Every programmer should learn C during their programming career. Its benefits are to numerous to ignore. Not only will it open many more job opportunities, but it will teach you more about computers as a whole.
1) C is lower level then other programming languages (C++, Java). Programming at a lower level allows you to further your understanding of computers, as a whole.
Ofcourse, Assembler goes even lower than C and Assembler has in fact tought me more about computers than C.
2) Device drivers and operating systems are written exclusively in C. Now, you may never write a device driver or an operating system, but what if you are ever required to modify one?
When was the last time you wrote or even modified a device driver?? Honestly!
3) What if you ever want to get a job programming microcontrollers? They are programmed in C. Are you going to limit your possible list of jobs because you didn't want to learn a new language?
99.9% of the programming jobs ISN'T for microcontrollers.. plus, programming microcontrollers requires a lot more than C knowledge.
4) C programs are smaller and faster then any other program created in a different language. Sometimes your program needs that speed boost that only C can give it.
True.. although you could also just go for assembler, if you ignore the fact that you're locked onto a single CPU platform.
5) If you have learned C, you can learn any modern programming language. The reason behind this is that all modern programming languages are based on C (Java, C++, C#, etc).
Perl, Ruby, Python, PHP?? They all have SOMETHING from C I'm sure.. If you're a good programmer, switching to a different (well designed) programming language shouldn't be too hard. You already think in variables and statements. All you need to fill in is the syntax.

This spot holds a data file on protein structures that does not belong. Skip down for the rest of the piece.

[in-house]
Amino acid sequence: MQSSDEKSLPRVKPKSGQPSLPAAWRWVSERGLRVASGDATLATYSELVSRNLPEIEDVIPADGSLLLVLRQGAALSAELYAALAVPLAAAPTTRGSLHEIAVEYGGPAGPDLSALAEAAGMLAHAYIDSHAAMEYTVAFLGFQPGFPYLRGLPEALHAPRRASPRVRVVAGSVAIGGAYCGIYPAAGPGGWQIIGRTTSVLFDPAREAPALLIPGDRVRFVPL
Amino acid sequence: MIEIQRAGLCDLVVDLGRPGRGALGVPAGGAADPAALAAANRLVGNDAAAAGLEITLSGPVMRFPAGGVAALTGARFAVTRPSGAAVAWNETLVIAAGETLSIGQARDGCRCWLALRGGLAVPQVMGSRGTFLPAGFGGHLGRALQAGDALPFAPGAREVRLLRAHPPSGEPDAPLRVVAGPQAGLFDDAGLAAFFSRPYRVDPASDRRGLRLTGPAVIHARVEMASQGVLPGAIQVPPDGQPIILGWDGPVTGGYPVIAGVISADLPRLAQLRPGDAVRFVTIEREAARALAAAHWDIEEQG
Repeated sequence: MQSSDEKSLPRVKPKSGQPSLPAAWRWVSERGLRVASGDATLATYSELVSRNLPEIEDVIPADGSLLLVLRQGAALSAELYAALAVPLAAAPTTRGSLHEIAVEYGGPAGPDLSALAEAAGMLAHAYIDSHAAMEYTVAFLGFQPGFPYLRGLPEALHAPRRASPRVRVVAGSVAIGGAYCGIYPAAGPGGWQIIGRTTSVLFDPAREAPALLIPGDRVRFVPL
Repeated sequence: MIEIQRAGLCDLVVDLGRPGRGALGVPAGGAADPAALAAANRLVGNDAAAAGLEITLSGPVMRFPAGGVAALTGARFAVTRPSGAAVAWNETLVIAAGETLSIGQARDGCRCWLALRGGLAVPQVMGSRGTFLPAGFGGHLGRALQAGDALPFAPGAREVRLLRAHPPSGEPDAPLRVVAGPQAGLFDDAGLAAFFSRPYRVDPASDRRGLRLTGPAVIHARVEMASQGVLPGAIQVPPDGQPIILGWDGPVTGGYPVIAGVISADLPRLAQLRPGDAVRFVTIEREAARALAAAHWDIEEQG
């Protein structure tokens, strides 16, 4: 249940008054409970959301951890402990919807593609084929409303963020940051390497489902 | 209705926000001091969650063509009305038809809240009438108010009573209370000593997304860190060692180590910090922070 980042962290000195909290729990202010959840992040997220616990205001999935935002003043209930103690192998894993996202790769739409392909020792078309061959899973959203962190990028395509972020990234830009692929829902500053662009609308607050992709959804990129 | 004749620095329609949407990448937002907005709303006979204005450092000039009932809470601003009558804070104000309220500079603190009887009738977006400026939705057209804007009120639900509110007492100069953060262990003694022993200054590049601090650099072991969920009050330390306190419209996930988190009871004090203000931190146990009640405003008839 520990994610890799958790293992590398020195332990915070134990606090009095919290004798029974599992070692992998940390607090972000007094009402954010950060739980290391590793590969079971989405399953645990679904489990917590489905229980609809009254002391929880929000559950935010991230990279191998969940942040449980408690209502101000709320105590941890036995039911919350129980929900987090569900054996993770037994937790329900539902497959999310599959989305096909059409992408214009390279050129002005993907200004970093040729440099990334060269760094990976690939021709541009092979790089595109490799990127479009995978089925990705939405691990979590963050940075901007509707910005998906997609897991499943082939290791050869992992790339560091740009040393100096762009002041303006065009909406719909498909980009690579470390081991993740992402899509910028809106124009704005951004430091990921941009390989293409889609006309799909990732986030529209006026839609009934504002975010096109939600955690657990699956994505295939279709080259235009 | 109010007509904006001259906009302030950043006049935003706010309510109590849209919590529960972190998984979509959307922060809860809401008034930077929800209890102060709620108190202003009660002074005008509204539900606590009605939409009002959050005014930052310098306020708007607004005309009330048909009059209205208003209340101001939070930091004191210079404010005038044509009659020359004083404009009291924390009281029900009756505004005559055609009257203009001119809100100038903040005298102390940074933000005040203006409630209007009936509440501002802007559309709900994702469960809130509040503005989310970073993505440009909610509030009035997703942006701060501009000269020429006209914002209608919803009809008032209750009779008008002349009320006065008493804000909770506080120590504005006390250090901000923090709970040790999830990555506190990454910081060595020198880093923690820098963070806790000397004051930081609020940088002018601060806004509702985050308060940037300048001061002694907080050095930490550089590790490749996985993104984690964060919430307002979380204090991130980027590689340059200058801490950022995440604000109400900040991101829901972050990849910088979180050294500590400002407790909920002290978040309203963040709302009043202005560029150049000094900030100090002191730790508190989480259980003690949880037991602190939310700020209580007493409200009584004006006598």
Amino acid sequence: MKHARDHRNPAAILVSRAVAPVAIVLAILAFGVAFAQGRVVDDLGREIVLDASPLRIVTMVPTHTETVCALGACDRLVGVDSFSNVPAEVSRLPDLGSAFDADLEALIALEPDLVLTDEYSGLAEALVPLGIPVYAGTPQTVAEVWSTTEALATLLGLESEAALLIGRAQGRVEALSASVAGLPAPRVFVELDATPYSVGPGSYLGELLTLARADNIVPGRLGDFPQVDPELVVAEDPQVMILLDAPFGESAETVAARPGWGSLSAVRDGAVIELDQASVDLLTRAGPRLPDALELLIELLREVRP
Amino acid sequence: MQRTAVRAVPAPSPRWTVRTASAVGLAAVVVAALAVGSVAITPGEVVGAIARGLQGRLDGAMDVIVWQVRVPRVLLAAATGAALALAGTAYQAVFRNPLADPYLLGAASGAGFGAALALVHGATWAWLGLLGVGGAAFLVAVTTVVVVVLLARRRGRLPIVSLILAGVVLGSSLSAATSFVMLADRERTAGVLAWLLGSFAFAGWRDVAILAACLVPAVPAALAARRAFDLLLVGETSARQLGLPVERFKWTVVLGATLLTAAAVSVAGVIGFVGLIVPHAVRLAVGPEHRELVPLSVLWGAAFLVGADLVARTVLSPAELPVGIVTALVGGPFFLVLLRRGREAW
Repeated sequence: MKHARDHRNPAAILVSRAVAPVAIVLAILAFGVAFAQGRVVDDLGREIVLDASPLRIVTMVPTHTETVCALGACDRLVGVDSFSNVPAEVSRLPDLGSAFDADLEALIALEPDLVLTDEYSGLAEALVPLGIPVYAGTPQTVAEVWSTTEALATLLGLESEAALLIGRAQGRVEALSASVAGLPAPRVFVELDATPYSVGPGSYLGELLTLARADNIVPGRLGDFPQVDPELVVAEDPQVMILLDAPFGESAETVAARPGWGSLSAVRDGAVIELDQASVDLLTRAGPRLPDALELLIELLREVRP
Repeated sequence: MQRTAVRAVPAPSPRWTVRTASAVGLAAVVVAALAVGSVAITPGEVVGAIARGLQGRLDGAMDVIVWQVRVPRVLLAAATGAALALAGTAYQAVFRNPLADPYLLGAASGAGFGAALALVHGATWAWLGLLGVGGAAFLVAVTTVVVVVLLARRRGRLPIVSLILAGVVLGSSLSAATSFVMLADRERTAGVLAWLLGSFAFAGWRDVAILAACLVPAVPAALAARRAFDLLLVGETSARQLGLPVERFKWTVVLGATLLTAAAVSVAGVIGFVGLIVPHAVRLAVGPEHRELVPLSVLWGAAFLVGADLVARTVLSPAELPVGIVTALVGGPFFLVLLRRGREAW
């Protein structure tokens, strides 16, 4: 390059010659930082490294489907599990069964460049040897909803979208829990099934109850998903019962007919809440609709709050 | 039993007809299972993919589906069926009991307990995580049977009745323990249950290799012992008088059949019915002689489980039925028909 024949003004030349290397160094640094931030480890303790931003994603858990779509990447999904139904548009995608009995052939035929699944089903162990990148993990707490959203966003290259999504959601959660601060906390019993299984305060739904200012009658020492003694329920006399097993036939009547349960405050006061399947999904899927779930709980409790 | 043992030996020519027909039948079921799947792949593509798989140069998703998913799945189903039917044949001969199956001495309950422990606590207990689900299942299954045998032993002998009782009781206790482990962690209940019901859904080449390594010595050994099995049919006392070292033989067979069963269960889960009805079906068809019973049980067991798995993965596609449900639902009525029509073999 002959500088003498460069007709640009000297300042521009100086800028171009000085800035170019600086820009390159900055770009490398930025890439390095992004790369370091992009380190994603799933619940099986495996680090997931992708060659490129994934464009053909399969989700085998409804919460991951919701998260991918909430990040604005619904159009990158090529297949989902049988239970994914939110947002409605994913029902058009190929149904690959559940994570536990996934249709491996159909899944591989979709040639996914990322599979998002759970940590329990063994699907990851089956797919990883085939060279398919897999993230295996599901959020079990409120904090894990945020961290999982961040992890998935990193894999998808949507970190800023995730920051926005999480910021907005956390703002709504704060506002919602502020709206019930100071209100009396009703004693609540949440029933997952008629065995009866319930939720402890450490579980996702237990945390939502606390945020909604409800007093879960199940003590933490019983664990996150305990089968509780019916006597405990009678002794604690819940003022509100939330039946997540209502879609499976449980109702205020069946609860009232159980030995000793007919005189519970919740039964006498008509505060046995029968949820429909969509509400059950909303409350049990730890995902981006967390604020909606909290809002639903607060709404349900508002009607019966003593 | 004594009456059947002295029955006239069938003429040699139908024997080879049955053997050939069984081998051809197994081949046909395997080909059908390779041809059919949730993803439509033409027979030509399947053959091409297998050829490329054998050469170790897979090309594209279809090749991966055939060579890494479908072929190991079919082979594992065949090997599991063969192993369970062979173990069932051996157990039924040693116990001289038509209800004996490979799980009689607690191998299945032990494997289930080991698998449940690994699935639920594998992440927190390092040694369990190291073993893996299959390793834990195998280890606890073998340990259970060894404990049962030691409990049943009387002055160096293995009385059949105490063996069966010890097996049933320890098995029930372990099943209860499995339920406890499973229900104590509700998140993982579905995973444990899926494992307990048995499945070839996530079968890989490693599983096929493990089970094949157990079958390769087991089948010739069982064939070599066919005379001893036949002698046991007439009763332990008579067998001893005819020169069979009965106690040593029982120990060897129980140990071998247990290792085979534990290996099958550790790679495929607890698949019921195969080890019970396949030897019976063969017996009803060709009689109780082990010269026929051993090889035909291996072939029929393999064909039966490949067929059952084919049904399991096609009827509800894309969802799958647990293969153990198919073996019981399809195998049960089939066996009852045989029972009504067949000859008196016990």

6) Because C has been around for many years, it has a large community and collective code base. This allows you to quickly and efficiently implement new algorithms or functions that have been programmed before.
True.. although there are still older languages. There is no centralized repository for C code (like CPAN)..
7) C is the language of the Open Source community. The Open Source poster child, Linux, was coded in C. If you know C, you can participate in and contribute to numerous Open Source communities like Source Forge [sic].
True.. but tons of the projects at SF are in different programming languages. I'd have to look it up but my fair guess is that while C is used a lot, focussing only on C isn't such a good idea.
8) C is the only language that teaches you what pointers really are. C# and Java skip the subject completely. It is pointers that give C its power.
Every decent programming language has something that comes close to pointers. They even exist in Assembler (although not as a data type per se). It's all just a different way to access memory.
9) C is still the most commonly required language for programming jobs. It is well worth your time to get C under your belt.
10) Anything that has a microprocessor in it has support for C. From your microwave to your cell phone, C powers technology.
Not necessarily. Someone still has to develop a C compiler that generates bytecode for these microcontroller. In the end, the actual bytecode itself is the ultimate way of getting stuff done of exotic processors. The same thing counts for perl (although you would need a perl interpreter on the microcontroller.. and that's written (mostly) in C).
I admit that C has an enormous impact on the development world in general but quite a few of the items above are just too biased and vague (without examples).